Jon L.R. Every
Royal Botanic Gardens, Kew, UK.
Erect or sprawling evergreen shrubs, or small trees, 1-4m tall, with stiff branchlets, sometimes decumbent. Leaves simple, opposite, decussate, petiolate, leathery, margin serrate, venation prominent, pinnate, the mid-vein occasionally covered in hairs; stipules inter-petiolar, caduceus leaving scar. Flowers hermaphroditic, mainly solitary but also aggregated in inflorescences, terminal and in leaf axils, pentamerous; calyx lobes free to the base and with overlapping margins in bud; corolla sympetalous, actinomorphic with a long tube, lobes ovate to circular, glabrous; stamens 5, alternating with the corolla lobes, adnate just below the mouth of the corolla tube, anthers longitudinally dehiscent, basifixed; ovary superior, syncarpous with 5 carpels, locules incomplete with 5 at base 1 at apex, ovules many. Fruit ovoidal to globose, white berries (green when mature); seeds many, dark brown, shiny.
Notes on delimitation
- Desfontainiaceae is currently unassigned in the Asterids. It has previously been placed in the orders Dipsacales (Backlund 1996), Gentianales (Cronquist 1981) and in the families Gentianaceae (Don 1831) and Loganiaceae (Leeuwenberg 1969).
- It has also been suggested that Desfonainiaceae could be synonymised with the Columelliaceae (Stevens, 2008) due to similarities in wood anatomy, distribution, habit, large, showy, pentamerous flowers and the many seeds.
Distribution in the Neotropics
- Found from Patagonia (0-1200m) northward along the Andes, growing at higher altitudes in tropical regions (2000-4000m) to Colombia and Costa Rica, preferring a cool, moist climate.
Distinguishing characters (always present)
- Leaves opposite, simple, leathery, margins serrate.
- Mid vein prominent as are secondary and tertiary.
- Perianth 5-merous with red to yellow tubular corolla.
- Fruit globose to ovoidal.
Other important characters
- Leaves dry blackish-brown.
Key differences from similar families
- Columelliaceae have an epigynous flowers, zygomorphic corolla, 2 stamens and capsular fruit.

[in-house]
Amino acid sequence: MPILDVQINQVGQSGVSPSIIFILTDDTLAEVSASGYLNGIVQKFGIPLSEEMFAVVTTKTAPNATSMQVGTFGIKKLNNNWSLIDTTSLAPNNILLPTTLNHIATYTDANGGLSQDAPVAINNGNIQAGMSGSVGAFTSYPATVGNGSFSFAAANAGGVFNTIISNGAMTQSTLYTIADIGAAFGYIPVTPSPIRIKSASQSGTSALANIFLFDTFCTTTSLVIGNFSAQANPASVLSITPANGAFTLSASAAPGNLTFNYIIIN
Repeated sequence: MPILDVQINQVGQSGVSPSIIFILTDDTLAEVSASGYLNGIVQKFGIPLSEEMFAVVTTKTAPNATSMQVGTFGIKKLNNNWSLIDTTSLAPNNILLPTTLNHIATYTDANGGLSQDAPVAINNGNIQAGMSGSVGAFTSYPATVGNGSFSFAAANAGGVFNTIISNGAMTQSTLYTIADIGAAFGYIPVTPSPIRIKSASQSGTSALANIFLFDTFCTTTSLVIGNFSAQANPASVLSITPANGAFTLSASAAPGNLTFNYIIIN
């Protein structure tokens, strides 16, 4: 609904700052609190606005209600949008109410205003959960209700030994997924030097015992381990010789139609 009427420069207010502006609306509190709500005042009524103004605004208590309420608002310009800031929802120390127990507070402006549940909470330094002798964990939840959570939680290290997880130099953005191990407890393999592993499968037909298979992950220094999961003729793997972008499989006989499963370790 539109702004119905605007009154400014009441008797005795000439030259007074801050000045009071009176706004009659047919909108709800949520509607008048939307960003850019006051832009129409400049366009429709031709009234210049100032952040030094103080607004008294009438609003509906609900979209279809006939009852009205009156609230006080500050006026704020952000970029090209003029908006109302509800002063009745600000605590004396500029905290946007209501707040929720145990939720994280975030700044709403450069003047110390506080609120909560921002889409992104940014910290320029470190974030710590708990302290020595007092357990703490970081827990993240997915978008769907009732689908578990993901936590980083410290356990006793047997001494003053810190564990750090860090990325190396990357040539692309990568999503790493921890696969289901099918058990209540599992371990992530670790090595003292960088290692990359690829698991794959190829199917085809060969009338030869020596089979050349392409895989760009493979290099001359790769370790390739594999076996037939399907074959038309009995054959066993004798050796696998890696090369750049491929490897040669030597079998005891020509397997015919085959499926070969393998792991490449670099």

- Gelsemiaceae with leaf blade margins do not have spine like teeth.
- Fagraea Thunb. and Potalia Aubl.in the Loganiaceae have capsular fruit, an inferior ovary and no spine-like teeth around leaf blade.
Number of genera
1. Desfontainia Ruiz & Pav. is by some scientists considered to have only one very variable species D. spinosa Ruiz & Pav.; however at least three species have been described:
- D. spinosa: Corolla with acuminate lobes, 1.5-2(-3) times as long as calyx lobes, these are always pubescent on back and margin.
- D. fulgens D.Don: Corolla gradually dilated towards the porrect or half-spreading limb, tube cylindrical, calyx lobes widely oblong, apex rounded, without prominent midrib.
- D. splendens Bonpl.: Corolla abruptly dilated into half spreading or spreading limb, tube cylindrical, calyx lobes widely oblong or oblong acuminate, apex rounded to acute.
- Native and widely cultivated in cold, wet climates without a dry season for uses as varied as dying fabric, ornamental horticulture and as a shamanic tea.
- Takes its name from M. Desfontaines, a French botanist.
Backlund, A. 1996. Phylogeny of the Dipsacales.-Compreh. Summ. Uppsala Diss. Fac. Sci. 243. Uppsala.
Backlund, A., & Bremer, B. 1997. Phylogeny of the Asteridae s. str. based on rbcL sequences, with particular reference to the Dipsacales. Pl. Syst. Evol. 207: 225-54.
Bell, C. D., Edwards, E. J., Kim, S.-T.& Donoghue, M. J. 2001. Dipsacales phylogeny based on chloroplast DNA sequences. Harvard Papers Bot. 6: 481-499.
Cronquist, A.1981. An integrated system of classification of flowering plants. Colombia University Press, New York.
Don, D. 1831. On the characters and affinities of certain genera, chiefly belonging to the flora Peruviana. Edinb. New. Philos.J. July-Sept. 1831: 271-280.
Heywood, V.H., Brummitt, R.K. Culham, A. and Seberg, O. (eds.). Flowering plant families of the world, p.123. Kew: Royal Botanic Gardens, Kew.
Leeuwenberg, A.J.M. 1969. Notes on American Loganiaceae IV. Revision of Desfontainia Ruiz et Pav. Acta Bot. Neerl. 18: 669-79.
Maas, P. J. M. & Westra, L. Y. Th. 2005. Neotropical Plant Families. 3rd ed. P. 132. A.R.G. Gantner Verlag K.G., Ruggell.
Struwe, L. 2004. Desfontainiaceae. Pp. 126-7. In: Smith, N., Mori, S. A., Henderson, A., Stevenson, D. W. and Heald, S. V. (eds.). Flowering Plants of the Neotropics. The New York Botanical Garden, Princeton University Press, Princeton.
Watson, L. and M. J. Dallwitz (1992 onwards). The Families of Flowering Plants: Descriptions, Illustrations, Identification, and Information Retrieval. Version: 14th December 2000.
Weigend, M. 2001. Desfontainia Ruiz & Pav. (Desfontainiaceae) revisited: A first step back towards alpha-diversity. Bot. Jahrb. 123:281-310.
How to cite
Every, J.L.R. (2009). Neotropical Desfontainiaceae. In: Milliken, W., Klitgård, B. & Baracat, A. (2009 onwards), Neotropikey - Interactive key and information resources for flowering plants of the Neotropics. http://www.kew.org/science/tropamerica/neotropikey/families/Desfontainiaceae.htm.